The Obama administration is unable to locate 6,000 foreign nationals who have entered the United States on student visas, raising concerns about the government's ability to track potential terror suspects who may already be in the country.
"My greatest concern is that they could be doing anything," Peter Edge, the U.S. Immigration and Customs Enforcement official who oversees investigations into visa violators, told ABC News
. "Some of them could be here to do us harm."
The news comes as Prime Minister David Cameron
announced plans to block British jihadists with passports from re-entering Britain as the threat of violence from the Islamic State intensifies.
The move builds on a pledge he made Monday
to withdraw passports from those within the United Kingdom suspected of having traveled abroad to fight alongside terrorist groups.
According to ABC News, U.S. immigration officials have had difficulty keeping track of the escalating number of foreign students entering the United States. In the past year alone, 58,000 students overstayed their visas.
"They just disappear," Oklahoma GOP Sen. Tom Coburn told ABC News. "They get the visas and they disappear."
Since the Sept. 11, 2001 terrorist attacks, 26 student visa holders have been arrested in the United States on terrorism-related charges, ABC News reported. The 9/11 Commission had recommended that the student visa program be tightened to combat future threats but the system continues to remain vulnerable to abuse.
There are currently 9,000 institutions of higher learning which are on the government approved list certifying them to accept overseas applicants. But Congress has raised concerns that immigration officials have continued to grant schools certification even when they lack accreditation, state certification, or other measurable academic standards.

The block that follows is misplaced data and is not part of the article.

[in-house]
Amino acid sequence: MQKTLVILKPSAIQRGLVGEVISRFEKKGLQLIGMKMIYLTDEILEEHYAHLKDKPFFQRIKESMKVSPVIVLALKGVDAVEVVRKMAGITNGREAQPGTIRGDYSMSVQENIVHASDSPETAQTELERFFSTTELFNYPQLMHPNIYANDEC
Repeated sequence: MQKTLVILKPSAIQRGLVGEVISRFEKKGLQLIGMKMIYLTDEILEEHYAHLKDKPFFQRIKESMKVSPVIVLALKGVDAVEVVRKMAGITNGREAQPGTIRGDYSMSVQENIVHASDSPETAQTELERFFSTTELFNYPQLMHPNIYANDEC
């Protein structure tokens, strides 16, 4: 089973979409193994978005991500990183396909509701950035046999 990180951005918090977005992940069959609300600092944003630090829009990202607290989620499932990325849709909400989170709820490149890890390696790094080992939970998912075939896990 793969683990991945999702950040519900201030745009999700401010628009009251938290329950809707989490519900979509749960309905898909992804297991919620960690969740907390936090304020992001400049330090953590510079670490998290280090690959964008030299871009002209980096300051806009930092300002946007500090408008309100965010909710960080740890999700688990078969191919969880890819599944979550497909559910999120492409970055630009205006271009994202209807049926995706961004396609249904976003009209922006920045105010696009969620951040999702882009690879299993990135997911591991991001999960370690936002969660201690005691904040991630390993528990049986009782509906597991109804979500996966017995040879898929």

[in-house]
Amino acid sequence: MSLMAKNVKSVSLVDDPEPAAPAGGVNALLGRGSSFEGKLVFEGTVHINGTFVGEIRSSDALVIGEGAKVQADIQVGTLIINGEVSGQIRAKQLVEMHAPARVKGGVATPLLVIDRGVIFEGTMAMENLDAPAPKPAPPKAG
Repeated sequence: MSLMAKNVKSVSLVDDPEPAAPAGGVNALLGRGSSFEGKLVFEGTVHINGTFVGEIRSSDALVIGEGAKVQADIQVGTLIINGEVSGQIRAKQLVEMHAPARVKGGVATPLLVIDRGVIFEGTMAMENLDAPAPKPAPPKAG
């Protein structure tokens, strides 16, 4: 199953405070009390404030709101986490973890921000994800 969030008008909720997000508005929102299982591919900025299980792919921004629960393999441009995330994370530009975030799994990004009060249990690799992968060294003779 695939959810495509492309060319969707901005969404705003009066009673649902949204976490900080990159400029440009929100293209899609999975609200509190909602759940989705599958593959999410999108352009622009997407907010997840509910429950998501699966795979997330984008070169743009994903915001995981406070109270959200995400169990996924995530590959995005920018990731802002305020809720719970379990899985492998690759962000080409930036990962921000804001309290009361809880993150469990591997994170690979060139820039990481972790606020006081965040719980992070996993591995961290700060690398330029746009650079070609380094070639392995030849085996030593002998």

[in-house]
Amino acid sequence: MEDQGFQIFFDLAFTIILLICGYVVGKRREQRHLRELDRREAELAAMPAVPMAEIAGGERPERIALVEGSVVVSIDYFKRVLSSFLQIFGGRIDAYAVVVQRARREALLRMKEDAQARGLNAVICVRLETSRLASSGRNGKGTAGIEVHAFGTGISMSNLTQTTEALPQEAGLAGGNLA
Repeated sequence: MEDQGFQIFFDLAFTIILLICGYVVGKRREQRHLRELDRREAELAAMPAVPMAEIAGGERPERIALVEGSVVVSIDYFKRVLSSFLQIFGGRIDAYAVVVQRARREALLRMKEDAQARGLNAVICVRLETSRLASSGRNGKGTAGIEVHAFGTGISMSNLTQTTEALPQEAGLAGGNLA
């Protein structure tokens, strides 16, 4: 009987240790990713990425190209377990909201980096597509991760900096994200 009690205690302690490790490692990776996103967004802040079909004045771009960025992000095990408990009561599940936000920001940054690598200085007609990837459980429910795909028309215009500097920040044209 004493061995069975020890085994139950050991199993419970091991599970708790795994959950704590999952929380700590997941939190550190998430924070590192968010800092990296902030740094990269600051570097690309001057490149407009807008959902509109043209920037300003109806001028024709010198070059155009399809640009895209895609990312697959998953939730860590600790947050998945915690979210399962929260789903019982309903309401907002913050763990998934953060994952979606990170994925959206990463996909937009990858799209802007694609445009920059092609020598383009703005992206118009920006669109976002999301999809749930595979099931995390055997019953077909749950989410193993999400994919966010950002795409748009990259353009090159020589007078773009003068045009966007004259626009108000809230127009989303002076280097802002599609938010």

"When schools are not legitimate that enables terrorists to come here under a fraudulent basis and disappear into the fabric of society without anybody knowing that they are here for illegitimate reason," Janice Kephart, counsel to the 9/11 Commission, told ABC News.
"Because the system itself will say they're here legitimately when in fact they're not."
Schools are ultimately responsible for keeping track of visa holders and are required to report to the government if students fail to attend class, but a number of institutions have been more focused on selling visas rather than educating students.
"We know we have a lot of non-accredited universities that are using this system to bring people in, collect money, and not educate them at all," Coburn said. "To me, it's a mess."
Edge said that while immigration agents are attempting to locate missing students, there is "a lot more work to do" to tighten the student visa program, ABC News reported.
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